New 3D Printing Materials at RAPID + TCT 2019

By on June 7th, 2019 in materials

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 The diamond composite material is designed for industrial applications that require great strength and toughness. (Image courtesy of Sandvik.)
The diamond composite material is designed for industrial applications that require great strength and toughness. (Image courtesy of Sandvik.)

Without materials, no manufacturing process would be able to do… well, anything.

For the additive manufacturing (AM) industry, materials are one of the key ingredients to widespread industrial adoption. For this reason, numerous chemical companies, from BASF to DSM, have jumped into the game.

This couldn’t have been clearer at RAPID + TCT 2019, where a slew of partnerships and products were announced, indicating the continued industrialization of 3D printing. As a follow-up to our wrap-up on hardware and software, here are some of the most important materials stories from this year’s show.

BASF Supports New 3D Printing Technologies

BASF is now a mainstay of the 3D printing industry, not just manufacturing materials but also investing in companies like Materialise. It’s also begun partnering with companies to accelerate the development of materials for unique technologies. At RAPID, the chemical giant’s list of partnerships included Paxis LLC, which has developed what it calls Wave Applied Voxel (WAV) 3D printing.

BASF will provide its tough Ultracur3D ST 45 urethane resin to Paxis for its technology, a scalable photopolymer AM technology said to be capable of printing large-scale parts at four, eight or even 24 times the speeds of existing vat polymerization technologies.

BASF is also working with Impossible Objects to make its Ultrasint PA6 (polyamide 6) powder available for the startup’s CBAM technology, making it possible to 3D print carbon fiber-PA6 composite parts. The composite is meant to be stronger and have greater temperature performance than PA12, but at a lower cost. The carbon fiber-PA6 material is described as being four times stronger than fused deposition modeling parts and twice as strong as Multi Jet Fusion parts made with PA12.

DuPont’s New Plastics

You can’t discuss plastics without also mentioning DuPont, which has also firmly entrenched itself in the world of 3D printing. At RAPID + TCT, DuPont Transportation & Advanced Polymers introduced six new Zytel polyamide (PA) and Hytrel thermoplastic polyester elastomer (TPC-ET) pellets, as well as two new Hytrel filaments for 3D printing.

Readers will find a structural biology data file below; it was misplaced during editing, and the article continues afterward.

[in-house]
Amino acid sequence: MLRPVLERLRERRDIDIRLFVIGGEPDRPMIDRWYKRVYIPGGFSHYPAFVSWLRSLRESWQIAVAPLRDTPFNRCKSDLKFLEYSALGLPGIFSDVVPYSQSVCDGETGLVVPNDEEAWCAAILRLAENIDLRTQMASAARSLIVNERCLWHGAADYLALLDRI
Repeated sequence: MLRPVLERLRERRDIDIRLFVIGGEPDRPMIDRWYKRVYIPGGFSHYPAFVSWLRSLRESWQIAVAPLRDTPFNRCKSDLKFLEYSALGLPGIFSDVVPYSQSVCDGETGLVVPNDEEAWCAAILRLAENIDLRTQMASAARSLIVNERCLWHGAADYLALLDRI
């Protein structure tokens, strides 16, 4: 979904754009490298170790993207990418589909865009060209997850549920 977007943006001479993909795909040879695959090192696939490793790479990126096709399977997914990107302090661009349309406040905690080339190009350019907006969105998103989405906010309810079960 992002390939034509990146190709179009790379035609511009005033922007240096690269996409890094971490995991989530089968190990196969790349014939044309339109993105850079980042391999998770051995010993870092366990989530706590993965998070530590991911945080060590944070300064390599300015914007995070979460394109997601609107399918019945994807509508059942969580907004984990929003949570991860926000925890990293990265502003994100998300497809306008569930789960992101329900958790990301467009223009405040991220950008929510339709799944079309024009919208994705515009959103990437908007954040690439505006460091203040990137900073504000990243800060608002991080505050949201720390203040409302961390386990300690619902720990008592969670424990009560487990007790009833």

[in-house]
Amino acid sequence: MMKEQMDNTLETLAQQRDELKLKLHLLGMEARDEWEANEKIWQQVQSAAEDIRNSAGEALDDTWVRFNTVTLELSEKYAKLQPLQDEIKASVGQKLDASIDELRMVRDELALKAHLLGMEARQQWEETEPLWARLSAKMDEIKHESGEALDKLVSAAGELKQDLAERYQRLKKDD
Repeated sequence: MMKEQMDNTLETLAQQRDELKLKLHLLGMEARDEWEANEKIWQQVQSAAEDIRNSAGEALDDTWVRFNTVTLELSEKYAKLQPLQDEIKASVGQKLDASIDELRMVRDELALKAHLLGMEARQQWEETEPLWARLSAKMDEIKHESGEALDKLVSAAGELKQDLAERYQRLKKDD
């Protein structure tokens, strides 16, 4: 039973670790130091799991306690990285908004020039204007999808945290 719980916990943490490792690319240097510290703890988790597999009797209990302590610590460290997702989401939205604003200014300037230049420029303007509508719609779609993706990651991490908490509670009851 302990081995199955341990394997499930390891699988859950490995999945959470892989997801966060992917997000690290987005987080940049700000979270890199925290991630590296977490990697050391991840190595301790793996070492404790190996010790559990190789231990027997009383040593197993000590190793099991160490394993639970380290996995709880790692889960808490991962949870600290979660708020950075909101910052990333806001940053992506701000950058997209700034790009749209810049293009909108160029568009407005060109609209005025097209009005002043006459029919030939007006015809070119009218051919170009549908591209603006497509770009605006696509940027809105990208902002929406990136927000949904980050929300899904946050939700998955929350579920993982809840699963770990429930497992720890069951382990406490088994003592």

The new Zytel materials include glass fiber- and carbon fiber-reinforced, as well as unreinforced, PA. These represent additions to the company’s existing Zytel resins, which have been in existence for over 70 years. DuPont’s new PA pellets are meant to be strong, stiff and resistant to heat and chemicals, while displaying low shrinkage, warpage and moisture absorption when compared to PA6.

The Hytrel TPC-ET pellets and filaments are made from a flexible yet strong copolyester with high heat and chemical resistance. The new products vary in terms of hardness that can be matched up with injection molding shore grades.

 A 35-cm long branched duct made from DuPont’s Hytrel TPC-ET, printed using a pellet-based 3D printer. (Image courtesy of DuPont.)
A 35-cm long branched duct made from DuPont’s Hytrel TPC-ET, printed using a pellet-based 3D printer. (Image courtesy of DuPont.)

These releases are representative of an important shift taking place in the AM industry. Whereas, when the field was first emerging, systems manufacturers were also usually materials suppliers, with some exceptions in metal AM, since the 2012 desktop boom, the entire 3D printing field has opened up and grown, drawing in a greater number of giant chemical companies.

For 3D printing to enjoy widespread industrial adoption, traditional manufacturers want to be able to use materials and physical properties they’re familiar with in other processes, such as injection molding. The pelletized materials, typically found in injection molding, are less expensive and 3D printers that use them will make the process of transitioning from prototyping to production.

Solvay Teams with Stratasys

Belgium’s Solvay is yet another chemical company that is now a mainstay of 3D printing. This year, the firm announced a partnership with AM stalwart Stratasys to adapt its Radel polyphenylsulfone (PPSU) polymer into filament form for use with F900 3D printers. Radel PPSU meets Federal Aviation Regulations (FAR) 25.853 standards for use in aerospace, making it a complement to Stratasys’s existing ULTEM material. In particular, Radel PPSU have been used over the past 25 years to create parts for aircraft interiors, exhibiting chemical resistance and toughness, as well as all of the necessary properties necessary for aircraft usage.

Royal DSM Partners with Startup

Dutch chemical maker Royal DSM was among the first companies to begin manufacturing third-party resins for vat photopolymerization 3D printing. After investing in Texas-based startup Adaptive3D, Royal DSM will now manufacture, distribute and sell the firm’s Soft Tough Rubber photopolymer. The material is designed for applications such as medical models and consumer goods, with the properties of silicone.

Diamond Composites from Sandvik

In addition to their beauty, diamonds are known for their immense strength (58 times stronger than anything else in nature). Sandvik Additive Manufacturing, the AM-focused division of the larger Swedish engineering and tool maker company Sandvik, has developed a diamond-based polymer composite.

The material is made up of a diamond powder suspended in a photopolymer resin. A specialty post-processing step is then employed to produce what the company claims are the properties of diamond composites.


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